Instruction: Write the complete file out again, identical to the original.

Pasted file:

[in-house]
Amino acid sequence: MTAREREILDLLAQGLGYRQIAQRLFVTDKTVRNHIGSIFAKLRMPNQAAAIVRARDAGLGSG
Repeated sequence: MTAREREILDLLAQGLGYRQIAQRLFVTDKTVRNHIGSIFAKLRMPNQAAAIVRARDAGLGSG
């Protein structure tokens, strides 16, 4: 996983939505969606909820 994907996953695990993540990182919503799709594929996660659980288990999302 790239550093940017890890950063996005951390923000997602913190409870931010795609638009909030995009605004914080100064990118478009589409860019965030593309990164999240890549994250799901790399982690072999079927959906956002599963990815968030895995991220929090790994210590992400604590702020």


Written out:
[in-house]
Amino acid sequence: MTAREREILDLLAQGLGYRQIAQRLFVTDKTVRNHIGSIFAKLRMPNQAAAIVRARDAGLGSG
Repeated sequence: MTAREREILDLLAQGLGYRQIAQRLFVTDKTVRNHIGSIFAKLRMPNQAAAIVRARDAGLGSG
């Protein structure tokens, strides 16, 4: 996983939505969606909820 994907996953695990993540990182919503799709594929996660659980288990999302 790239550093940017890890950063996005951390923000997602913190409870931010795609638009909030995009605004914080100064990118478009589409860019965030593309990164999240890549994250799901790399982690072999079927959906956002599963990815968030895995991220929090790994210590992400604590702020």